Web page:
Dr James Knight and Prof Thomas Nowotny from the University of Sussex’s School of Engineering and Informatics used the latest Graphical Processing Units (GPUs) to give a single desktop PC the capacity to simulate brain models of almost unlimited size. This work will make large brain simulations accessible to researchers with tiny budgets.
The research builds on the pioneering work of US researcher Eugene Izhikevich who pioneered a similar method for large-scale brain simulation in 2006.
The researchers applied Izhikevich’s technique to a modern GPU, with approximately 2,000 times the computing power available 15 years ago, to create a cutting-edge model of a Macaque’s visual cortex (with 4.1 million neurons and 24.2 billion synapses) which previously could only be simulated on a supercomputer.
The researchers’ GPU accelerated spiking neural network simulator uses the large amount of computational power available on a GPU to ‘procedurally’ generate connectivity and synaptic weights ‘on the go’ as spikes are triggered – removing the need to store connectivity data in memory.
Initialization of the researchers’ model took six minutes and simulation of each biological second took 7.7 min in the ground state and 8.4 min in the resting state– up to 35 % less time than a previous supercomputer simulation. In 2018, one rack of an IBM Blue Gene/Q supercomputer initialization of the model took around five minutes and simulating one second of biological time took approximately 12 minutes.
Prof Nowotny, Professor of Informatics at the University of Sussex, said: “Large-scale simulations of spiking neural network models are an important tool for improving our understanding of the dynamics and ultimately the function of brains. However, even small mammals such as mice have on the order of 1 trillion synaptic connections meaning that simulations require several terabytes of data – an unrealistic memory requirement for a single desktop machine.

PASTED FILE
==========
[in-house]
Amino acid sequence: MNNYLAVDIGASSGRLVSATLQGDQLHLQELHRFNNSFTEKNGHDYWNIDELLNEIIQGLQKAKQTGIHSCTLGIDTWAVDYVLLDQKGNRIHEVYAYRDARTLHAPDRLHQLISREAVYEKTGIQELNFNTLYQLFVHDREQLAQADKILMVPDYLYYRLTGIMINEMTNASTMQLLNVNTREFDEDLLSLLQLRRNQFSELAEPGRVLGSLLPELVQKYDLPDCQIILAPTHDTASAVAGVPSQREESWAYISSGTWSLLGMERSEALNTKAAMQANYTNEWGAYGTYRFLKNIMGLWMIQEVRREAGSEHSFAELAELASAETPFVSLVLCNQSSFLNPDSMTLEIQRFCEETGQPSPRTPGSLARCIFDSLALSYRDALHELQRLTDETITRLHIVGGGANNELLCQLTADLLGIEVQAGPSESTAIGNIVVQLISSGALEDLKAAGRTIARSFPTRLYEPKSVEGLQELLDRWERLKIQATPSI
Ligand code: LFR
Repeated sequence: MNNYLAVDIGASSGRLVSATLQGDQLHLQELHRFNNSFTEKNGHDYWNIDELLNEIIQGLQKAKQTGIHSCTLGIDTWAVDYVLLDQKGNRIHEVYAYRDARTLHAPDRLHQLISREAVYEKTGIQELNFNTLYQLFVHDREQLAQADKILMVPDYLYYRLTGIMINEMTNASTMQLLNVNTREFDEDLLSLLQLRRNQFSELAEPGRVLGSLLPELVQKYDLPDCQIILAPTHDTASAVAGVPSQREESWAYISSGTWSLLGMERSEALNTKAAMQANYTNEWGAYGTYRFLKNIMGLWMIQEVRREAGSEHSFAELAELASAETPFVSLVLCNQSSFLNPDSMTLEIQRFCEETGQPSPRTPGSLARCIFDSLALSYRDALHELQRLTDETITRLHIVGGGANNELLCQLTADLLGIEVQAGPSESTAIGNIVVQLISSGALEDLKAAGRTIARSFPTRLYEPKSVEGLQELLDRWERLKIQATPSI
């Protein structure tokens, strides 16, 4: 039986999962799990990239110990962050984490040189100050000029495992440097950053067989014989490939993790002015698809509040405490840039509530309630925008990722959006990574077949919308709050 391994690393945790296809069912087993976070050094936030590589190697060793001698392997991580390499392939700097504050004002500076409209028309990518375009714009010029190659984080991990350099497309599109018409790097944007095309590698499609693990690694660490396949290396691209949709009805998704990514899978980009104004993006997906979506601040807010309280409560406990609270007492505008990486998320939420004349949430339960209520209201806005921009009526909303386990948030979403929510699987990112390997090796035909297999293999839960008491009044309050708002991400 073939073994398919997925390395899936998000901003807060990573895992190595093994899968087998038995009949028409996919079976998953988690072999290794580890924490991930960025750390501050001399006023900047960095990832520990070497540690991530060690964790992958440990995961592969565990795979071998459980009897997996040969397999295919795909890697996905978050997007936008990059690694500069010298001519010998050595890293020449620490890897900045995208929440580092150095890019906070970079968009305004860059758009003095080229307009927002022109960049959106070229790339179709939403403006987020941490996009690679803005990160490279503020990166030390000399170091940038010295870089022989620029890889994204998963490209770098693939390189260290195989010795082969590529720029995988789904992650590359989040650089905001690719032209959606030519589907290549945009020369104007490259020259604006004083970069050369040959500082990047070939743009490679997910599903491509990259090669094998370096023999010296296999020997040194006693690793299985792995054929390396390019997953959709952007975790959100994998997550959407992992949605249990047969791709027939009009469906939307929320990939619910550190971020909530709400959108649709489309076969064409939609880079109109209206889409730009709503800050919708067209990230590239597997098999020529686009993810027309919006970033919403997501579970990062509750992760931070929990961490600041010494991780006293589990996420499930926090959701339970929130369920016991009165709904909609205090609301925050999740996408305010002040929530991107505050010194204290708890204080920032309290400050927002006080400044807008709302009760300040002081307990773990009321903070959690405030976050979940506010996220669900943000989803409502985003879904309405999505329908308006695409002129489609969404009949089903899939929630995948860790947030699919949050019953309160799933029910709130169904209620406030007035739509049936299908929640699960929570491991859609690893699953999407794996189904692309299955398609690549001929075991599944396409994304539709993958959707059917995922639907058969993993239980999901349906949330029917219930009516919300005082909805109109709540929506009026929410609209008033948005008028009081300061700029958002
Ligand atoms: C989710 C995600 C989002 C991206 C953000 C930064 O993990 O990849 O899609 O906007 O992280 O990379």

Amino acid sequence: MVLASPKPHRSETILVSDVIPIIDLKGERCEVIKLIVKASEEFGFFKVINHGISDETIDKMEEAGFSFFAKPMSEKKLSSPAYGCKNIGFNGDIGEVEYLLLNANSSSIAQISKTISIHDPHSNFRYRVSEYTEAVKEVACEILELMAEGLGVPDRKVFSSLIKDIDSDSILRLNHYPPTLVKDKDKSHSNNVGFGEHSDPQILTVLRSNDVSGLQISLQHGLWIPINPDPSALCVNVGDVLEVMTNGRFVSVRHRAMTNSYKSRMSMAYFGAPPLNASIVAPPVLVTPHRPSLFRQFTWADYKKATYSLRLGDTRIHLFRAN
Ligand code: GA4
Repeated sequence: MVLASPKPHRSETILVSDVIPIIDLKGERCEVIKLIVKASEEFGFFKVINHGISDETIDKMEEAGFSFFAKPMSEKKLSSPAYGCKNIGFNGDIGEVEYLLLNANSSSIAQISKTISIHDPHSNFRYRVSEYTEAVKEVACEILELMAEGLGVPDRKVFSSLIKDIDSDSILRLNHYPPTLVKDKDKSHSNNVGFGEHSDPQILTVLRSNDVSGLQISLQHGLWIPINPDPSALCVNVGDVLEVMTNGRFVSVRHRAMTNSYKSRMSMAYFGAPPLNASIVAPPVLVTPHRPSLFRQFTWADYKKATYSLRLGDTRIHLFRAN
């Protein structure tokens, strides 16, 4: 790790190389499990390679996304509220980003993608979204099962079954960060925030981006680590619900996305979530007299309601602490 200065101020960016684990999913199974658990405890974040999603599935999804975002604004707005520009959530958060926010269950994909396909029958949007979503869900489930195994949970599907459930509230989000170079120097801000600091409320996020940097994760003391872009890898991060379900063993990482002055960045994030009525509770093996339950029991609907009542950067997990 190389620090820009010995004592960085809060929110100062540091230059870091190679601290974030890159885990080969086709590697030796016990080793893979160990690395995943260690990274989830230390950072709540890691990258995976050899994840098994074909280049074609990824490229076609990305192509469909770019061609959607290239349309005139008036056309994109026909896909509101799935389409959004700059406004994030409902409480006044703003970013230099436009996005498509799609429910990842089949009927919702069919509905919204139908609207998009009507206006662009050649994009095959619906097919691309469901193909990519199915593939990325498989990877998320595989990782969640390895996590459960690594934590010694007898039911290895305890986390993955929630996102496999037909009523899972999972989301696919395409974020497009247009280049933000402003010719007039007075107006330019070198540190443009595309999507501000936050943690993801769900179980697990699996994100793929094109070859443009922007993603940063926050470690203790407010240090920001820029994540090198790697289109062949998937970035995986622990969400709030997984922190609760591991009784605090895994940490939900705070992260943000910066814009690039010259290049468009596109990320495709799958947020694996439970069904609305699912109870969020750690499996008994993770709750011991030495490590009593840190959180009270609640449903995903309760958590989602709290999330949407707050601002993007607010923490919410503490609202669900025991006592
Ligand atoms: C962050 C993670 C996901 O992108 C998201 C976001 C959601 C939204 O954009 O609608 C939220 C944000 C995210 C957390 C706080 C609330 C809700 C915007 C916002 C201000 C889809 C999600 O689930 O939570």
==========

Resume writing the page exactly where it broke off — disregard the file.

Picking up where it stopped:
Simulations are an important tool for investigating brain function but large models are needed to faithfully reproduce the statistics and dynamics of brain activity. Simulating large spiking neural network models has, until now, needed so much memory for storing synaptic connections that it required high performance computer systems. Here, we present an alternative simulation method we call ‘procedural connectivity’ where connectivity and synaptic weights are generated ‘on the fly’ instead of stored and retrieved from memory. This method is particularly well suited for use on graphical processing units (GPUs)—which are a common fixture in many workstations. Using procedural connectivity and an additional GPU code generation optimization, we can simulate a recent model of the macaque visual cortex
SOURCES- University of Sussex, Nature Computational Science
Written by Brian Wang, Nextbigfuture.com